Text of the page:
St Louis, MOA Missouri federal judge at the beginning of December ruled against Bayer’s motion to dismiss its Essure lawsuit and ruled in favor of 32 women who allege serious and permanent injuries from the permanent birth control device.
The Essure lawsuit has been remanded to St. Louis Circuit Court. Judge Henry E. Autrey of the US District for the Eastern District of Missouri ruled against Bayer based on federal question jurisdiction and diversity jurisdiction. According to plaintiffs’ lawyer Eric Holland and Louisiana-based law firms Unglesby + Williams and Baggett, McCall, Burgess, Watson & Gaughan, Judge Autrey stated: “The Court finds that the federal issues raised in plaintiffs’ complaint are not substantial, and accepting federal jurisdiction would disrupt the federal-state balance contemplated by Congress.”
Essure is a permanent birth control. A small Essure insert is permanently placed into each of the fallopian tubes by a doctor.
Last month, judges in Illinois and California ruled that Essure lawsuits can proceed in state courts and that Bayer can no longer rely on federal pre-emption law, which would have prevented plaintiffs from filing suit. Bayer has argued that, because the FDA approved Essure, it should not be held liable for injuries. The drug giant has also blamed physicians for Essure complications.
Last month the New York Times reported that Bayer officials insist there is no proof that Essure causes complications like chronic pain and autoimmune disorders. “These are so common to women,” Dr. Edio Zampaglione, Bayer’s vice president for United States medical affairs, told the Times. Tell that to women who had a hysterectomy due to Essure damage.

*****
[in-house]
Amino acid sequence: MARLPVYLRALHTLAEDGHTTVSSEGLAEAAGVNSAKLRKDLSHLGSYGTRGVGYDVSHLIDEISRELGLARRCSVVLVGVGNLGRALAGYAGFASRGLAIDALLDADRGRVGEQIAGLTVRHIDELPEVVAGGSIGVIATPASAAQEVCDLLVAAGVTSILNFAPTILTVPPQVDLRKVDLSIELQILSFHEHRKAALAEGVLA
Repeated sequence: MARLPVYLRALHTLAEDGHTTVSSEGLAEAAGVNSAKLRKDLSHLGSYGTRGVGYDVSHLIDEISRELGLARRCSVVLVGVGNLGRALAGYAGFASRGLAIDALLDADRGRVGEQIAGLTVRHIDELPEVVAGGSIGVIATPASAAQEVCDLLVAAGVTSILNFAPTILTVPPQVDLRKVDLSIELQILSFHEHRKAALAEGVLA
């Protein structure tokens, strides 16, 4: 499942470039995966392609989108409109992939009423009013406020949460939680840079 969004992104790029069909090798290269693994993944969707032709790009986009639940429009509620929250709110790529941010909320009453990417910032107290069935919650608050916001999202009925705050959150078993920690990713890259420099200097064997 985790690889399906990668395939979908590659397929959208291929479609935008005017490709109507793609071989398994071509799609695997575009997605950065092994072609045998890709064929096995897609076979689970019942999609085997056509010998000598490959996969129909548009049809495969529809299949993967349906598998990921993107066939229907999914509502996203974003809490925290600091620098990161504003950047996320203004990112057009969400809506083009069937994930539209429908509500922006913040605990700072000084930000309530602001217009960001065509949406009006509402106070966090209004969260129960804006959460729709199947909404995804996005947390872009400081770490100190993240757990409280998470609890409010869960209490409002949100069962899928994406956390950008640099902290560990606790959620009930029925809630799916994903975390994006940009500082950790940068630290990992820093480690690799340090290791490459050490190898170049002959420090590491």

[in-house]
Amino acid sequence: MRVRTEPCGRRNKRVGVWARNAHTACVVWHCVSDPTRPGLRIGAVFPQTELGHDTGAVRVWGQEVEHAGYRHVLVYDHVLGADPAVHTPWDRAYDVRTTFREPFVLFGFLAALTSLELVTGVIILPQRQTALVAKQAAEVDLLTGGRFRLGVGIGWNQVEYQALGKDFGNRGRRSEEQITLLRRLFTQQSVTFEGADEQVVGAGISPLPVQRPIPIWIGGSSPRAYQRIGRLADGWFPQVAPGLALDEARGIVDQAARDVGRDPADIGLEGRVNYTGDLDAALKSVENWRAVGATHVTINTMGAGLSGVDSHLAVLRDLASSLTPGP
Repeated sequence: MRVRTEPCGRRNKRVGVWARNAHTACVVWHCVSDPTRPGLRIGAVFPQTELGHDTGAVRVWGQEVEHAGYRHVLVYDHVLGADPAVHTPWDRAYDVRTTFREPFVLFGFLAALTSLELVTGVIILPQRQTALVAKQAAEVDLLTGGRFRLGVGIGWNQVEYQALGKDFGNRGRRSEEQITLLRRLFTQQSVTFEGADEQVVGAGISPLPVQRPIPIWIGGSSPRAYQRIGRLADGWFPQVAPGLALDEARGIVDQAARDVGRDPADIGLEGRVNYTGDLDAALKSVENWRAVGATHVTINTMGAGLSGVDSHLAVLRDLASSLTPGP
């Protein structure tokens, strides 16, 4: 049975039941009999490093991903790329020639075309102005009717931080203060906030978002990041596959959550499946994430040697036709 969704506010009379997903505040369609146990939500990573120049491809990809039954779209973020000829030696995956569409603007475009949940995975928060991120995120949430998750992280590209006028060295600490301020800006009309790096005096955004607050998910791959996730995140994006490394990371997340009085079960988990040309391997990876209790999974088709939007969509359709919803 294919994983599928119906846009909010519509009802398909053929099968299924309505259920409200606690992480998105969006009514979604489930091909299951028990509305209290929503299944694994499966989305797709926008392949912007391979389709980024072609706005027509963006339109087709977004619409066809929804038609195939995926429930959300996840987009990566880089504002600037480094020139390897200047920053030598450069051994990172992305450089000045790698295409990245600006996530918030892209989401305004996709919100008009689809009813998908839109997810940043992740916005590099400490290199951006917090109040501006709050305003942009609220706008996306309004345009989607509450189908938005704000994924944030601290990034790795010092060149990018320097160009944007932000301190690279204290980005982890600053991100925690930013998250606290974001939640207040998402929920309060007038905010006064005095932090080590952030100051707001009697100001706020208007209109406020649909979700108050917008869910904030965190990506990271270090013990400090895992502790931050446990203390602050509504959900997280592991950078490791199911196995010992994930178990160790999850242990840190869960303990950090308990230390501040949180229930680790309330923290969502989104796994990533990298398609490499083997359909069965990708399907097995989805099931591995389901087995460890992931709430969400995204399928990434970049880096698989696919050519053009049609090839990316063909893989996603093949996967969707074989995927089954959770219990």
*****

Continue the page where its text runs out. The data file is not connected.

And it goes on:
Kim Myers, age 53, had a hysterectomy after suffering three years of pain. The Essure metal and polyester coils had pierced her fallopian tubes. Leslie told this reporter that she had a total hysterectomy and her gynecologist believes that the permanent birth control device is not safe. Her attorney Lance Unglesby (also representing the women above) has gathered all of her medical records and is moving forward with her claim.
Meanwhile, the FDA has slapped a black box warning on Essure. And the agency has developed a three-page checklist for doctors, to be signed by both doctor and patient. But critics say the agency hasn’t gone far enough to protect women and remove the defective device from the market. And attorneys might warn patients not to sign the checklist.
Essure was approved in 2002 by the fast-track review process. It was approved despite clinical trials only lasting one or two years. (Essure is supposed to last for life.) By the end of 2015 the FDA had received approximately 10,000 reports of injuries and pregnancies, and even a few fatalities, related to Essure.